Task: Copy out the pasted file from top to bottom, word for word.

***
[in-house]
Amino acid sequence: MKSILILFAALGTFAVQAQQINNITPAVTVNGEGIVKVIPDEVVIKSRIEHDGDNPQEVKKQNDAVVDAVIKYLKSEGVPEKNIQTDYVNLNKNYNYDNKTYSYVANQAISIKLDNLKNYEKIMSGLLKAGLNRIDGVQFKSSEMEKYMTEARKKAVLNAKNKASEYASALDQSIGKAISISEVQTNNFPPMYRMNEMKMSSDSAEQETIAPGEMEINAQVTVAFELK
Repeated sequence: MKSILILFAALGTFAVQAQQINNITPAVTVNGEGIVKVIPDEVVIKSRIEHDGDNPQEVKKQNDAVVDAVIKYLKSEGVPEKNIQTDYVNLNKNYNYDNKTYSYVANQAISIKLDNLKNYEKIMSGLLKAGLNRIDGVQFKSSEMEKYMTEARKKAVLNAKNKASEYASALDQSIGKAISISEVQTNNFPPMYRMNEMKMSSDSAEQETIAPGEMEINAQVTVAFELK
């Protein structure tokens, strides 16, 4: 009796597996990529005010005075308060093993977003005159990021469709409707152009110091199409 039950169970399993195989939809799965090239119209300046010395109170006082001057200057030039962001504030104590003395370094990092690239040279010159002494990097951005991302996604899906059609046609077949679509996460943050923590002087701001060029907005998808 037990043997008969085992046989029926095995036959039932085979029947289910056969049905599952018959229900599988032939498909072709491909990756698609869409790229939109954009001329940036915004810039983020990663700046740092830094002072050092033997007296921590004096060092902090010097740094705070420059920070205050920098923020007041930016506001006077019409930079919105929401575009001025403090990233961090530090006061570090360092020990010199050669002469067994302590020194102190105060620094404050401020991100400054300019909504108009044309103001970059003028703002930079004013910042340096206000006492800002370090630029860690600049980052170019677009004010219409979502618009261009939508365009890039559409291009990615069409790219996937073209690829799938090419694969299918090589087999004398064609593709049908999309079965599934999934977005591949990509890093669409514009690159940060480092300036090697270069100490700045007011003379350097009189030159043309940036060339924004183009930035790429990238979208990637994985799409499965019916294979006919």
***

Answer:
[in-house]
Amino acid sequence: MKSILILFAALGTFAVQAQQINNITPAVTVNGEGIVKVIPDEVVIKSRIEHDGDNPQEVKKQNDAVVDAVIKYLKSEGVPEKNIQTDYVNLNKNYNYDNKTYSYVANQAISIKLDNLKNYEKIMSGLLKAGLNRIDGVQFKSSEMEKYMTEARKKAVLNAKNKASEYASALDQSIGKAISISEVQTNNFPPMYRMNEMKMSSDSAEQETIAPGEMEINAQVTVAFELK
Repeated sequence: MKSILILFAALGTFAVQAQQINNITPAVTVNGEGIVKVIPDEVVIKSRIEHDGDNPQEVKKQNDAVVDAVIKYLKSEGVPEKNIQTDYVNLNKNYNYDNKTYSYVANQAISIKLDNLKNYEKIMSGLLKAGLNRIDGVQFKSSEMEKYMTEARKKAVLNAKNKASEYASALDQSIGKAISISEVQTNNFPPMYRMNEMKMSSDSAEQETIAPGEMEINAQVTVAFELK
């Protein structure tokens, strides 16, 4: 009796597996990529005010005075308060093993977003005159990021469709409707152009110091199409 039950169970399993195989939809799965090239119209300046010395109170006082001057200057030039962001504030104590003395370094990092690239040279010159002494990097951005991302996604899906059609046609077949679509996460943050923590002087701001060029907005998808 037990043997008969085992046989029926095995036959039932085979029947289910056969049905599952018959229900599988032939498909072709491909990756698609869409790229939109954009001329940036915004810039983020990663700046740092830094002072050092033997007296921590004096060092902090010097740094705070420059920070205050920098923020007041930016506001006077019409930079919105929401575009001025403090990233961090530090006061570090360092020990010199050669002469067994302590020194102190105060620094404050401020991100400054300019909504108009044309103001970059003028703002930079004013910042340096206000006492800002370090630029860690600049980052170019677009004010219409979502618009261009939508365009890039559409291009990615069409790219996937073209690829799938090419694969299918090589087999004398064609593709049908999309079965599934999934977005591949990509890093669409514009690159940060480092300036090697270069100490700045007011003379350097009189030159043309940036060339924004183009930035790429990238979208990637994985799409499965019916294979006919």